- About this Journal
- Abstracting and Indexing
- Aims and Scope
- Annual Issues
- Article Processing Charges
- Articles in Press
- Author Guidelines
- Bibliographic Information
- Citations to this Journal
- Contact Information
- Editorial Board
- Editorial Workflow
- Free eTOC Alerts
- Publication Ethics
- Reviewers Acknowledgment
- Submit a Manuscript
- Subscription Information
- Table of Contents
Discrete Dynamics in Nature and Society
Volume 2013 (2013), Article ID 937141, 11 pages
Risk-Averse Suppliers’ Optimal Pricing Strategies in a Two-Stage Supply Chain
1College of Economics and Management, Zhejiang University of Technology, Hangzhou, Zhejiang 310032, China
2Department of Mathematics and Information Science, Binzhou University, Binzhou, Shandong 256603, China
Received 3 April 2013; Revised 21 June 2013; Accepted 27 June 2013
Academic Editor: Tinggui Chen
Copyright © 2013 Rui Shen et al. This is an open access article distributed under the Creative Commons Attribution License, which permits unrestricted use, distribution, and reproduction in any medium, provided the original work is properly cited.
Risk-averse suppliers’ optimal pricing strategies in two-stage supply chains under competitive environment are discussed. The suppliers in this paper focus more on losses as compared to profits, and they care their long-term relationship with their customers. We introduce for the suppliers a loss function, which covers both current loss and future loss. The optimal wholesale price is solved under situations of risk neutral, risk averse, and a combination of minimizing loss and controlling risk, respectively. Besides, some properties of and relations among these optimal wholesale prices are given as well. A numerical example is given to illustrate the performance of the proposed method.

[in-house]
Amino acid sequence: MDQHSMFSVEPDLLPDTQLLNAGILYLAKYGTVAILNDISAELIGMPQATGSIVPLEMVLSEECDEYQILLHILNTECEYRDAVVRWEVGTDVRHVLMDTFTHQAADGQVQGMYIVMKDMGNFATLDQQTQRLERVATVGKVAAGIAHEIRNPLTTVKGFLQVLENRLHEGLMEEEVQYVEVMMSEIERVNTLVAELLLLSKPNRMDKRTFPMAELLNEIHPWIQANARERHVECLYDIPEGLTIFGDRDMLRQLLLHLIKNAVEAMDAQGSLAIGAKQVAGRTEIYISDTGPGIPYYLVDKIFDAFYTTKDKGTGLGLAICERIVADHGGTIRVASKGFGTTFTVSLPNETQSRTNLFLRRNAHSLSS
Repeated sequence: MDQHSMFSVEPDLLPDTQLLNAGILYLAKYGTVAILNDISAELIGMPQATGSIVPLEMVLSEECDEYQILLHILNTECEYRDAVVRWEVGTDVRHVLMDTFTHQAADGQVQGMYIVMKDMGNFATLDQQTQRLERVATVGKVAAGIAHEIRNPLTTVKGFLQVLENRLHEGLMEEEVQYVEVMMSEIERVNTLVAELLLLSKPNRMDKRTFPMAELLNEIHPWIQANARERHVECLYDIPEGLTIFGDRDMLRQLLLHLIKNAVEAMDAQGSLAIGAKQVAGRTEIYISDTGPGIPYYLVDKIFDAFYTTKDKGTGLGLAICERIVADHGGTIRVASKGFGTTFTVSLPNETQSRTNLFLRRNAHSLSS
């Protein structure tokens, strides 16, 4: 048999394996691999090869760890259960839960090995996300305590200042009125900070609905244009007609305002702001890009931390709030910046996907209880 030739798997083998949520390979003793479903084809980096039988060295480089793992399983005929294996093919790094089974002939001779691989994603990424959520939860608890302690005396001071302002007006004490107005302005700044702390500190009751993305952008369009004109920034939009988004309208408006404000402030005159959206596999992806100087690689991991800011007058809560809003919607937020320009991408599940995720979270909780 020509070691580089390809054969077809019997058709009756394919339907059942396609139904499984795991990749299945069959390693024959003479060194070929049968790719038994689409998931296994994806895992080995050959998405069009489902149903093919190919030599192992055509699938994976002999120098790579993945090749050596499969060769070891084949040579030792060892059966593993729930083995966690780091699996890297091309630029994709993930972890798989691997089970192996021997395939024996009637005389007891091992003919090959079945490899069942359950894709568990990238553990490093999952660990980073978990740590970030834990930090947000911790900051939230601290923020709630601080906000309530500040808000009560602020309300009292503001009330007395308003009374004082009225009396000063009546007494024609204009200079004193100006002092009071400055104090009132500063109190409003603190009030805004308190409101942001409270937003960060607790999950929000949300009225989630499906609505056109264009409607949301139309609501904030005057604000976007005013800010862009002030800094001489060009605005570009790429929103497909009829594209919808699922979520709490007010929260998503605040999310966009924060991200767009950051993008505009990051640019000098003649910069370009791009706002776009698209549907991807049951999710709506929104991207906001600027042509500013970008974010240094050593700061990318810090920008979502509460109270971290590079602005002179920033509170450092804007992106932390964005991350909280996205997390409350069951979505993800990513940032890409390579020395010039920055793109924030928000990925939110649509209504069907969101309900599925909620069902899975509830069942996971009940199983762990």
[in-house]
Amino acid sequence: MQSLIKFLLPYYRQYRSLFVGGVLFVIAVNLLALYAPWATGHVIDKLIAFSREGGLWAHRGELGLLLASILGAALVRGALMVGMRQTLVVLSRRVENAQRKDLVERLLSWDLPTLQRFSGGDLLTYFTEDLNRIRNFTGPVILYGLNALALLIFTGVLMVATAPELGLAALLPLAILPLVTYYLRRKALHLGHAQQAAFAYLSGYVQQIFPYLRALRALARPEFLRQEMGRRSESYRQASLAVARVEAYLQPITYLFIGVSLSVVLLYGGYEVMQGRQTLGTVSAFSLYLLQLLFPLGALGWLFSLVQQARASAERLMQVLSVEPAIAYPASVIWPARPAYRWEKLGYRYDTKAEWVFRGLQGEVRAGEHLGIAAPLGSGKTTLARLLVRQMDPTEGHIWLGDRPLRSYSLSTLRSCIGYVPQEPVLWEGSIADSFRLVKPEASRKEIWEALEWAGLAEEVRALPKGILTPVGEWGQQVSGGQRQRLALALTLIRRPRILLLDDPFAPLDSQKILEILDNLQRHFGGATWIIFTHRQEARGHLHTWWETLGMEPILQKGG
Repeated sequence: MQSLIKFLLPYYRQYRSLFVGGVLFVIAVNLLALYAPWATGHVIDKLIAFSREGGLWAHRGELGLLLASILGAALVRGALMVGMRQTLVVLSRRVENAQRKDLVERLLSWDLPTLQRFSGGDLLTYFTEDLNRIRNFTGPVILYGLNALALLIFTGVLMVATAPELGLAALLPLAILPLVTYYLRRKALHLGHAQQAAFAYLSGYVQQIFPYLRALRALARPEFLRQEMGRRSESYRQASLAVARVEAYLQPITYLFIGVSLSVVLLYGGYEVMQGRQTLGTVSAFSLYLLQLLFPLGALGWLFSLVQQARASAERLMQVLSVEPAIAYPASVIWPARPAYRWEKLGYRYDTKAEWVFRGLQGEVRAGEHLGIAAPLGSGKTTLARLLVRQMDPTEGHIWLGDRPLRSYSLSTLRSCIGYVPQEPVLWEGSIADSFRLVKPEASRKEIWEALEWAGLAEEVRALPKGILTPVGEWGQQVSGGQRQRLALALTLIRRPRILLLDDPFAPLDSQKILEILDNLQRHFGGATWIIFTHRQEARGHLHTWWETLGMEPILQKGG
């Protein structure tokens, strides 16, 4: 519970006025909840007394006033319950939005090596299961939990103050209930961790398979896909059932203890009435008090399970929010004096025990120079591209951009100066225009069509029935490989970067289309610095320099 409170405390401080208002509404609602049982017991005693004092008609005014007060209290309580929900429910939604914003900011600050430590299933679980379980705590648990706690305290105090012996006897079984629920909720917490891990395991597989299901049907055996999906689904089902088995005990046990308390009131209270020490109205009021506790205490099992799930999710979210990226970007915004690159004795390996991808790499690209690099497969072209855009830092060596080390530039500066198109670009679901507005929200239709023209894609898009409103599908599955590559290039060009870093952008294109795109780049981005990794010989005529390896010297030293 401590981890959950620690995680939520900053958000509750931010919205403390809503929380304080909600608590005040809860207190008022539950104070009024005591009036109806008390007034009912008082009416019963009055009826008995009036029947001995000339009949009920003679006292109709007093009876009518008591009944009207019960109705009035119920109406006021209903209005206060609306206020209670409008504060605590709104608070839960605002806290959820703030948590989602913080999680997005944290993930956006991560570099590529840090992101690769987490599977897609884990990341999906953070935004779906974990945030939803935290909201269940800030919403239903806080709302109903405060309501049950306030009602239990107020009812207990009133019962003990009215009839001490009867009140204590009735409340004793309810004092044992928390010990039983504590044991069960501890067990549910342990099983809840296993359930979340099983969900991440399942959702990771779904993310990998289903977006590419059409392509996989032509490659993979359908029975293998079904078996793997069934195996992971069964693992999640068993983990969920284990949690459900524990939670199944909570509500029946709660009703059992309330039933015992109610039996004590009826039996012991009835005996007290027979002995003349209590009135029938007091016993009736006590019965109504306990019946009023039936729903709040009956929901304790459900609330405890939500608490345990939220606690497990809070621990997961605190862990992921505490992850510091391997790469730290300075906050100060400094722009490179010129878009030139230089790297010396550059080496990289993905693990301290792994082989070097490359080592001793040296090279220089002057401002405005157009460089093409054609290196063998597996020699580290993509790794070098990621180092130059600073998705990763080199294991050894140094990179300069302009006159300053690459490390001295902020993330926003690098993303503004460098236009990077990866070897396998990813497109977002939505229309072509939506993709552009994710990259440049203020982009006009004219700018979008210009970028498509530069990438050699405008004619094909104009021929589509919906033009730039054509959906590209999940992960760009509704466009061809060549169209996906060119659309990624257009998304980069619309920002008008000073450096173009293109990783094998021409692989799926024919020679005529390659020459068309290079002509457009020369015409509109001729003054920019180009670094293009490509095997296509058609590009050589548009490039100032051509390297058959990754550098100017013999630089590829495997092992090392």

In traditional researches about pricing strategies of suppliers in two-stage supply chains, suppliers were always supposed to take predominant positions in deciding wholesale prices to maximize their profits. However, changes brought by globalization and standardization have forced suppliers to face competition from other suppliers with the same or similar products or services. Therefore suppliers have to allow retailers to negotiate for lower wholesale prices. So in recent years researchers turned their attention to pricing strategies of suppliers under competitive circumstances. For example, Dai et al.  studied the pricing strategies of multiple firms providing the same service in competition for a common pool of customers in a revenue management context. Sohn et al.  derived a dynamic pricing model and then a pricing policy for a mobile phone manufacturer to maximize his/her profit under the competitive environment. Xiao and Qi  developed an adverse selection model for a two-stage supply chain consisting of a manufacturer, a retailer, and a potential outside entrant manufacturer and obtained the optimal decisions for all players. Li et al.  investigated two-supplier pricing strategies and derived the sufficient condition of an equilibrium price under the environment where the two suppliers compete with each other. Wang et al.  studied the markup pricing strategies in a supply chain with one dominant retailer and multiple competitive manufacturers. To find a mutually beneficial relation, Voeth and Herbst  investigated the opportunities for a manufacturer and a retailer to collaborate on pricing, and demonstrated that it is attained in some cases. Arcelus et al.  analyzed the manufacturer's optimal wholesale pricing strategy facing a profit-maximizing retailer when the manufacturer possesses the full information about the cost and the functional relationship between demand and price. Lu et al.  highlighted the importance of services from manufacturers in the interactions between two competing manufacturers and one common retailer and proposed a game-theoretic framework for obtaining the equilibrium solutions for each entity. Xia  studied the competitive strategies between two coexisting suppliers in a two-echelon supply chain. Pricing strategies for different retailer groups are suggested to the competitive suppliers accordingly. Chen et al.  presented a review of the manufacturer's pricing strategies in a two-stage supply chain where the retailer's demand is warranty-period dependent. Sana  investigated the issue of channel coordination between a manufacturer and a retailer both facing stochastic demand that is sensitive to promotional efforts and provided an analytical method to determine the optimal contract parameters of the channel.